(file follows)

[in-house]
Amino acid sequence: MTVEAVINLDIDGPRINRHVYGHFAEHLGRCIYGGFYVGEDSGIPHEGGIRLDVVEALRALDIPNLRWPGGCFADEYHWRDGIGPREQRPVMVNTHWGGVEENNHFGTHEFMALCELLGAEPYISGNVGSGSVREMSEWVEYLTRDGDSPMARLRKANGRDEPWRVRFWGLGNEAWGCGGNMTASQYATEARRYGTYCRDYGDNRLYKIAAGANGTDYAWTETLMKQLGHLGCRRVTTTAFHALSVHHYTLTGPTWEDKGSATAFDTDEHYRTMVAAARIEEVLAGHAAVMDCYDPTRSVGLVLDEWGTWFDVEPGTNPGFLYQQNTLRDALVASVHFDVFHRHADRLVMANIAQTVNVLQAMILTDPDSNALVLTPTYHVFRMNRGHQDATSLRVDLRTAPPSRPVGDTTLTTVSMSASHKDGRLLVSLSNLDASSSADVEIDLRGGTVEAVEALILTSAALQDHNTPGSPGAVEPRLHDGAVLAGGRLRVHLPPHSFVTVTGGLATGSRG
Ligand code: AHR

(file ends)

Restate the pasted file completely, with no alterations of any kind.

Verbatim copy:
[in-house]
Amino acid sequence: MTVEAVINLDIDGPRINRHVYGHFAEHLGRCIYGGFYVGEDSGIPHEGGIRLDVVEALRALDIPNLRWPGGCFADEYHWRDGIGPREQRPVMVNTHWGGVEENNHFGTHEFMALCELLGAEPYISGNVGSGSVREMSEWVEYLTRDGDSPMARLRKANGRDEPWRVRFWGLGNEAWGCGGNMTASQYATEARRYGTYCRDYGDNRLYKIAAGANGTDYAWTETLMKQLGHLGCRRVTTTAFHALSVHHYTLTGPTWEDKGSATAFDTDEHYRTMVAAARIEEVLAGHAAVMDCYDPTRSVGLVLDEWGTWFDVEPGTNPGFLYQQNTLRDALVASVHFDVFHRHADRLVMANIAQTVNVLQAMILTDPDSNALVLTPTYHVFRMNRGHQDATSLRVDLRTAPPSRPVGDTTLTTVSMSASHKDGRLLVSLSNLDASSSADVEIDLRGGTVEAVEALILTSAALQDHNTPGSPGAVEPRLHDGAVLAGGRLRVHLPPHSFVTVTGGLATGSRG
Ligand code: AHR